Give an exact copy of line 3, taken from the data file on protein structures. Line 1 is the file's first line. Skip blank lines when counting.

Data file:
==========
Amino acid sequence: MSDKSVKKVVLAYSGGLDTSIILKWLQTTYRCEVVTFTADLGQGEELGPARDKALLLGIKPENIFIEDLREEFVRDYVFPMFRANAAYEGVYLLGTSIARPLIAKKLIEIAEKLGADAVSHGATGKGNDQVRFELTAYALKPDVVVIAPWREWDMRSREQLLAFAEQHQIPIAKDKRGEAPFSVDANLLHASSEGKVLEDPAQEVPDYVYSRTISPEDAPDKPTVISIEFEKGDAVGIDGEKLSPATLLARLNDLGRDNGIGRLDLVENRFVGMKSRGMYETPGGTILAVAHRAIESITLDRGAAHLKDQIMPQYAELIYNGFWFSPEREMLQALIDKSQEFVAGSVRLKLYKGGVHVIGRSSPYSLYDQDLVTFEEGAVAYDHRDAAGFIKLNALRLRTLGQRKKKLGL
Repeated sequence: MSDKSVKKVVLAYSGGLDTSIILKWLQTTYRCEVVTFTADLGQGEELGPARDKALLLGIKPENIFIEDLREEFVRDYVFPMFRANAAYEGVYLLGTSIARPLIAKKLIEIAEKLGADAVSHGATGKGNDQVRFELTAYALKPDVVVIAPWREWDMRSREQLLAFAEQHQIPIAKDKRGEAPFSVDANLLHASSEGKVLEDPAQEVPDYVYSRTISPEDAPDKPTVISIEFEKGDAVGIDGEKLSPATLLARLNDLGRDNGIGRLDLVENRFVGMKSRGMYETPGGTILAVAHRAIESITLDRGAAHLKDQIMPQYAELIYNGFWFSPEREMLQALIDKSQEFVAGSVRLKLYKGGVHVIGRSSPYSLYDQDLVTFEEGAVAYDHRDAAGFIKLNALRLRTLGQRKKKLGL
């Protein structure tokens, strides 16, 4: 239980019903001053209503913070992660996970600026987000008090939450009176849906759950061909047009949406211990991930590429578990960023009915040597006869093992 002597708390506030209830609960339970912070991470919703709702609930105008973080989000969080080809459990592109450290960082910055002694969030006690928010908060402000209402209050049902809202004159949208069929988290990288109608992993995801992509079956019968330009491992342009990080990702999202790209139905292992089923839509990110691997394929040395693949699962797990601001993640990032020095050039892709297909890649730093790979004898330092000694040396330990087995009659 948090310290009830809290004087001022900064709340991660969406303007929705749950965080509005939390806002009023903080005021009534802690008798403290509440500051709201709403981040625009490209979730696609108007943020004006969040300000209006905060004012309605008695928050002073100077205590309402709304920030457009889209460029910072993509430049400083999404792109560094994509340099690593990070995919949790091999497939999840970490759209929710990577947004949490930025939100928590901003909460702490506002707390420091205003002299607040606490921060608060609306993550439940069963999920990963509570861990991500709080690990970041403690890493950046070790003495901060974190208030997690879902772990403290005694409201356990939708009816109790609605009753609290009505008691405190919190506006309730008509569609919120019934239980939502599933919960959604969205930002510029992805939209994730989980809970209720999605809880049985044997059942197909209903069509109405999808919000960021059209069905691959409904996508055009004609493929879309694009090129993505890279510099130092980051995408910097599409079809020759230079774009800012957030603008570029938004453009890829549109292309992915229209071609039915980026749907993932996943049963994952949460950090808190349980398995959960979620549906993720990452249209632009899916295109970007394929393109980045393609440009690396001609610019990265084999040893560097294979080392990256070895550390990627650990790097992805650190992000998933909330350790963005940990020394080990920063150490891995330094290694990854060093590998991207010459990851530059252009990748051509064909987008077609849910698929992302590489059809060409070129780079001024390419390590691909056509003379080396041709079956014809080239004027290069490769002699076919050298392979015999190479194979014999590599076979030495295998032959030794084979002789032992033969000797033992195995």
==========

């Protein structure tokens, strides 16, 4: 239980019903001053209503913070992660996970600026987000008090939450009176849906759950061909047009949406211990991930590429578990960023009915040597006869093992 002597708390506030209830609960339970912070991470919703709702609930105008973080989000969080080809459990592109450290960082910055002694969030006690928010908060402000209402209050049902809202004159949208069929988290990288109608992993995801992509079956019968330009491992342009990080990702999202790209139905292992089923839509990110691997394929040395693949699962797990601001993640990032020095050039892709297909890649730093790979004898330092000694040396330990087995009659 948090310290009830809290004087001022900064709340991660969406303007929705749950965080509005939390806002009023903080005021009534802690008798403290509440500051709201709403981040625009490209979730696609108007943020004006969040300000209006905060004012309605008695928050002073100077205590309402709304920030457009889209460029910072993509430049400083999404792109560094994509340099690593990070995919949790091999497939999840970490759209929710990577947004949490930025939100928590901003909460702490506002707390420091205003002299607040606490921060608060609306993550439940069963999920990963509570861990991500709080690990970041403690890493950046070790003495901060974190208030997690879902772990403290005694409201356990939708009816109790609605009753609290009505008691405190919190506006309730008509569609919120019934239980939502599933919960959604969205930002510029992805939209994730989980809970209720999605809880049985044997059942197909209903069509109405999808919000960021059209069905691959409904996508055009004609493929879309694009090129993505890279510099130092980051995408910097599409079809020759230079774009800012957030603008570029938004453009890829549109292309992915229209071609039915980026749907993932996943049963994952949460950090808190349980398995959960979620549906993720990452249209632009899916295109970007394929393109980045393609440009690396001609610019990265084999040893560097294979080392990256070895550390990627650990790097992805650190992000998933909330350790963005940990020394080990920063150490891995330094290694990854060093590998991207010459990851530059252009990748051509064909987008077609849910698929992302590489059809060409070129780079001024390419390590691909056509003379080396041709079956014809080239004027290069490769002699076919050298392979015999190479194979014999590599076979030495295998032959030794084979002789032992033969000797033992195995």